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Yu-Sung Soh, in a previous post, expressed his frustration over what he perceived as an absence of common sense in R. v. Rhyason 2007 SCC 39. As Julian Ho has provided a synopsis of the case, I will not engage in an extensive summary of the facts. However, I do wish to counter Yu-Sung’s argument that legal formalities do not protect individuals from unreasonable state intrusion. This protection is actually derived from a strict adherence to due process, as the minority persuasively argues in Rhyason. The sharply divided Supreme Court demonstrates that the intricacies of due process are not always clear, resulting in an exercise in semantics that understandably sparked Yu-Sung’s criticism. Yet the minority’s assertion that due process requirements result in less confusion is a compelling one. Followed closely, due process affords more common sense to the legal system than a wavering and often emotional approach to the rules, especially in drunk driving cases.
In Rhyason, the main source of contention was whether the officer on duty had the appropriate grounds to demand a breath sample from Mr. Rhyason following a car accident. Section 254(3) of the Criminal Code governs the requirements necessary for a breath sample demand: the peace officer must believe on reasonable and probable grounds that a person has driven in an impaired state in order to request a sample. The trial judge incorrectly stated that there is no strict requirement that an arresting officer have evidence of impairment due to alcoholic consumption. Rather, the judge said that evidence of consumption, coupled with a combination of facts that formed the officer’s reasonable and probable grounds, could adequately indicate impairment and justify the breath sample demand. The relevant facts in this case included Mr. Rhyason’s bloodshot eyes, slow blinking, obvious shaking, and odour of alcohol on his breath, all noted by the officer at trial. Due to these observations, the trial judge decided that the officer did have the necessary grounds to demand a breath sample from Mr. Rhyason.
The SCC was in agreement that the trial judge’s explanation of the test was incorrect. However, the majority determined that the judge merely misspoke in his assessment of the breath sample requirements, and that read as a whole, the judge’s reasons reflect a proper application of the test. The minority disagreed with this characterization, holding that an overall finding of reasonable and probable grounds was not sustained by the judge’s findings. The minority also highlighted the fact that an accident with no other obvious cause, a factor that often contributes to a finding of reasonability, did not form part of the officer’s stated grounds for believing an offence had been committed. The trial judge’s reference to the accident was therefore characterized by the minority as an ex poste facto inference drawn at trial to justify his approval of the breath demand. In light of this argument, in addition to the trial judge’s mischaracterization of the legal test, the minority found that the breath demand was unjustifiable.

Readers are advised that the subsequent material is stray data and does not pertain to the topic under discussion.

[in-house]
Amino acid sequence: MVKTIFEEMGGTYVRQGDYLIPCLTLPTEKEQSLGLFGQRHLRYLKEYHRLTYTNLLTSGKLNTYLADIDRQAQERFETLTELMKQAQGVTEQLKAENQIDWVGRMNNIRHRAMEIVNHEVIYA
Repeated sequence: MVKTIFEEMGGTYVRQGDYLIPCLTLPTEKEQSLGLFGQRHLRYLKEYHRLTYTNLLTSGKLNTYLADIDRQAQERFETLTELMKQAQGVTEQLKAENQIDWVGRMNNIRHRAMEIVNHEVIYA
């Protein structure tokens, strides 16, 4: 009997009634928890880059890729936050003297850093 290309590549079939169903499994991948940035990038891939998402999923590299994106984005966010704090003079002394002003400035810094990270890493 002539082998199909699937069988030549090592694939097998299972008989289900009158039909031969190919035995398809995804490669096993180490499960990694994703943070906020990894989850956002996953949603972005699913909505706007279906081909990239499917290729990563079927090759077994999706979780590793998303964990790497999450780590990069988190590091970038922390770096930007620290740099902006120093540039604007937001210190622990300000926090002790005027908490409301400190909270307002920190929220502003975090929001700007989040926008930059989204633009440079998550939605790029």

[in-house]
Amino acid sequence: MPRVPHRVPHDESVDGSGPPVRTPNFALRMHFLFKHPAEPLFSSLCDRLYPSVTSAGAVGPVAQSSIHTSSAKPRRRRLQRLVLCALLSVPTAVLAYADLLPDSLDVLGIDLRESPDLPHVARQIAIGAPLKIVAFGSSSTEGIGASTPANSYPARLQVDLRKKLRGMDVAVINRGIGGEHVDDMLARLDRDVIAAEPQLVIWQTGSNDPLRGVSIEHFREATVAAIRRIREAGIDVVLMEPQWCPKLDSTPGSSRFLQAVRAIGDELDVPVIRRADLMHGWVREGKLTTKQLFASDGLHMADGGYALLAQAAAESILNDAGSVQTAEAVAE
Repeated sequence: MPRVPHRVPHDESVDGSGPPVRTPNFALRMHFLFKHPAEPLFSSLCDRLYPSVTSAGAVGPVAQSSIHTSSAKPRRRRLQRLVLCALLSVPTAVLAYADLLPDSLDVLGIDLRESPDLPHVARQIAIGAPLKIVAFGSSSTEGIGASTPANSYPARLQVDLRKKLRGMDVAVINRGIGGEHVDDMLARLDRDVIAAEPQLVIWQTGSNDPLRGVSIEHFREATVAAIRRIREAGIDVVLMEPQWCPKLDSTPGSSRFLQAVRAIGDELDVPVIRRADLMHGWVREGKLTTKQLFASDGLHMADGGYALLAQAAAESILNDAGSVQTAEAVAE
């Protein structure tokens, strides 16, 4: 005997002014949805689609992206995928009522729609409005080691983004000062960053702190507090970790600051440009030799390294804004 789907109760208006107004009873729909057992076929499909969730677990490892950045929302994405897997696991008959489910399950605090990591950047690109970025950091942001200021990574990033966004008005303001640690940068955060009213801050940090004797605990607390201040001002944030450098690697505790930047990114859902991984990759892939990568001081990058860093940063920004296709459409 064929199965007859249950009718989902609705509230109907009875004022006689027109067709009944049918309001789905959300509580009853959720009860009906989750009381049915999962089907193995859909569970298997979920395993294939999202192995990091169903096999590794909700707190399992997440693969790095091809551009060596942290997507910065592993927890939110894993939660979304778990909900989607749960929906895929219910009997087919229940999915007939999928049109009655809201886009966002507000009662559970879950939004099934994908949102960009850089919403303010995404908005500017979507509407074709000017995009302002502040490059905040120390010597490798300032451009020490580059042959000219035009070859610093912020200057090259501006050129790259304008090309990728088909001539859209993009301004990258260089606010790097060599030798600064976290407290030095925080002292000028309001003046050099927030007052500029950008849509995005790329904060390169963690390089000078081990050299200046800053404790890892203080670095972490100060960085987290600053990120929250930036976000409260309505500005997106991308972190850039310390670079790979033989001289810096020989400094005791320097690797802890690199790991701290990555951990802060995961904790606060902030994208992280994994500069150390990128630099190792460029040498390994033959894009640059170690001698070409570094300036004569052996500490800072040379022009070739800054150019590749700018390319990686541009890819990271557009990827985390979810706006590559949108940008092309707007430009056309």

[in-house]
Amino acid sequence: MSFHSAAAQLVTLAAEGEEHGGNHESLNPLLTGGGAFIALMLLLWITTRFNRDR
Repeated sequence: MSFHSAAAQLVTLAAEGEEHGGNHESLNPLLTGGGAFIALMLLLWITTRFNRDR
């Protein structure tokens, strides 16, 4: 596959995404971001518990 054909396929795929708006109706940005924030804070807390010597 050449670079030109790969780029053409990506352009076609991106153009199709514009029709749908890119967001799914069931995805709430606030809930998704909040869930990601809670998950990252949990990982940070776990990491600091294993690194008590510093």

The minority concluded with a particularly interesting observation in light of Yu-Sung’s opinion. The dissenting judges suggested that if the trial judge had used the proper legal test of reasonable and probable grounds for impairment, rather than assuming that consumption was enough to justify a breath sample demand, he might not have so easily glossed over the fact that the accident was not given much weight by the officer. Essentially, the minority advocated for a close adherence to the legal test in order to cut down on the desire to attribute subjective and ex poste facto explanations to areas of factual contention.
This may seem counterintuitive at first, as increased common sense would not appear to flow from a reinvigorated devotion to rules. Confusion over rules, requirements and arguable misstatements led to this series of appeals, after all. Strict readings do not seem particularly helpful, since closely following a “reasonable and probable grounds” requirement does not clarify what constitutes the meaning of reasonability. However, following such legal indicia ensures that rules are not bent in highly emotional cases, causing the uneven administration of criminal justice.
It is clear from the contentious breath sample that Mr. Rhyason was driving while impaired, and to argue over the admissibility of the incriminating sample would appear nonsensical at first. Viewed in light of the underpinnings of the criminal justice system, however, admitting ill-gotten evidence is a highly problematic side effect of wavering legal standards. By permitting the trial judge to significantly mischaracterize the legal test, thus admitting the contentious breath sample, it appears as though the SCC was acting upon the greater goal of convicting a known drunk driver. While this is an admirable intention, it sits upon a slippery slope. How far can a trial judge deviate from a legal test before a court draws a line? Under what circumstances are such deviations allowed, and which topics elicit a stricter adherence to rules? The further away from a close reading the court drifts, the more subjective the basis for a legal finding becomes. This is certainly not a common sense approach to legal rules. A closer reading should prevail, especially in such emotional cases, to reduce the increased possibility of unfairness in criminal trials.